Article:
You can learn many lessons from the sukkah. A few are:
(1) We are strangers in this land.
(2) This world is not our permanent home-it is only temporary.
(3) Any time God’s people become comfortable where they are at it spells problems.
(4) We must be able to move when God moves.
(5) We must not close God out.
1 Peter 2:11 NKJV
“Beloved, I beg you as sojourners and pilgrims, abstain from fleshly lusts which war against the soul”
As people in a land temporary, we must not hold on to things too tightly. Things control and manipulate us. Things can become our gods (idols) when we begin to hold on to them too tightly. When things become your god, you turn away from the only true and living God. God gave the Feast of Tabernacle as a reminder to the people of who He is. We need to seek God’s kingdom, not earthly comfort. As we seek first the kingdom of God, our material needs are provided for by the Lord.
Luke 12:31 NKJV
“But seek the kingdom of God, and all these things shall be added to you”
When the Israelites were wanderers in the desert they all lived in tents. It did not matter if you were rich or poor. During sukkot all men are equal before God and one another. Each one sits in his flimsy sukkah and considers God, not his own status. The Feast of Tabernacles give a person an opportunity to reflect on God’s great love and majesty, and how they treat others. The tabernacle (sukkah) is a flimsy tent where you reflect on God’s majesty. We too are flimsy tabernacles that should reflect God’s majesty.
We must be able to move when God moves. We should not get so involved with things of the world that it prevents us from moving when God tells us to. The tabernacle (sukkah) is a flimsy structure and can be taken down and put up in a very short period of time. It is sensitive to the wind, just as we are to be sensitive to the Holy Spirit.
The sukkah is open to the heavens–it cannot be closed off. We too are to be open to God. We should never close God out of our lives.
Amos 9:11 NKJV
“On that day I will raise up the tabernacle of David, which has fallen down. And repair its damages; I will raise up its ruins; and rebuild it as in the days of old”
The Tabernacle of David was a flimsy tent where glorious worship and fellowship with God took place. It may have been fragile and unsightly, but it enabled the Israelites to look out the door and see the glory of the Lord hovering over them.
Throughout Christian history, many great revivals were held in tents and brush arbors closely resembling the sukkah (tabernacle).
Isaiah 64:6 NKJV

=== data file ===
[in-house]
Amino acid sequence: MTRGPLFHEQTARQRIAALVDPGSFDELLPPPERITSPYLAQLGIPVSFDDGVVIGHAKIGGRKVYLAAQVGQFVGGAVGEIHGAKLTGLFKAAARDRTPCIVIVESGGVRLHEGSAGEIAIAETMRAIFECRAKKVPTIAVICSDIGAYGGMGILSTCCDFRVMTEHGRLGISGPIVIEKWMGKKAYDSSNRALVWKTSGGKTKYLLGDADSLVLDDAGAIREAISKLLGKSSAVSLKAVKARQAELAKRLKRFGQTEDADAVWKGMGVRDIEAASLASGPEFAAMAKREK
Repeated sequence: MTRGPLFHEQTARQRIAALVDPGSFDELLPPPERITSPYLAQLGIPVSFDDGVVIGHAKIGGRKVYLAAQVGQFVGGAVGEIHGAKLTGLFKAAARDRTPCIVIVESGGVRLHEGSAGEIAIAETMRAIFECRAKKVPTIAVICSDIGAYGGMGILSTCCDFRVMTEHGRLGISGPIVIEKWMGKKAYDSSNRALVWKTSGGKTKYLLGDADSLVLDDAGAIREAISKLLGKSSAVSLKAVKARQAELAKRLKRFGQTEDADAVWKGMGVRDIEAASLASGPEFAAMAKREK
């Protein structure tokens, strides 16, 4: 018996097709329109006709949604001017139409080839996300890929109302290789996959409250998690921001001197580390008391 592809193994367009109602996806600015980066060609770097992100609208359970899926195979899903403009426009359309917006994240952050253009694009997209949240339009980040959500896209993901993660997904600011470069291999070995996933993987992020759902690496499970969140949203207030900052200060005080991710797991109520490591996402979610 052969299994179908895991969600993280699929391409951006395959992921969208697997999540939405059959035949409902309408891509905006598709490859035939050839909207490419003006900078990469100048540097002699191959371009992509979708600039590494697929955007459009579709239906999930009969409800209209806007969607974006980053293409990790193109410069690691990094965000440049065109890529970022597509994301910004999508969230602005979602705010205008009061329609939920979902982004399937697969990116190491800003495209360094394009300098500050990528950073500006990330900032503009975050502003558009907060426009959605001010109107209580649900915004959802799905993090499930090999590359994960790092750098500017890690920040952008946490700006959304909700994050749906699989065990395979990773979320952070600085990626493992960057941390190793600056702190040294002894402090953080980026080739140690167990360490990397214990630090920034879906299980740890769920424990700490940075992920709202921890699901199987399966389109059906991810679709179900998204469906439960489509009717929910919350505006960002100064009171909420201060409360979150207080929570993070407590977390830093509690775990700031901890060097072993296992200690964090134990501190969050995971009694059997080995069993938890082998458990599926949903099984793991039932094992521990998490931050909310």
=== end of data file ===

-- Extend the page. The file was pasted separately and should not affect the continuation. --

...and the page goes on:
“But we are all like an unclean thing, And all our righteousnesses are like filthy rags; we all fade as a leaf, and our iniquities, like the wind have taken us away”
When the sukkah is first put up it is fresh and green. As the days of the Feast of Tabernacles progresses, the leaves begin to dry. Soon they are falling as the wind blows. Our life here is short, but our hope is not in this world. God has provided a better place for the believers.
John 14:2-3 NKJV
“In My Father’s house are many mansions; if it were not so, I would have told you. I go to prepare a place for you. And if I go and prepare a place for you, I will come again and receive you to Myself; that where I am, there you may be also”
Inside of our houses it is easy to begin to feel permanent and self-sufficient and lose sight of our brief time on the earth. The sukkah also speaks of our frailty while we are here–we are but flesh. One day that will all change. Peter referred to our earthly bodies as tents. We live for only a short while and we must use every opportunity to encourage others toward Jesus Christ and toward His heavenly kingdom.
2 Peter 1:12-14 NKJV
“For this reason I will not be negligent to remind you always of these things, though you know and are established in the present truth. Yes, I think it is right, as long as I am in this tent, to stir you up by reminding you, knowing that shortly I must put off my tent, just as our Lord Jesus Christ showed me”
We should not get so involved with things of the world that it prevents us from moving when God tells us to. The sukkah is a flimsy structure and can be taken down and put up in a very short period of time. It is sensitive to the wind, just as we are to be sensitive to the Holy Spirit.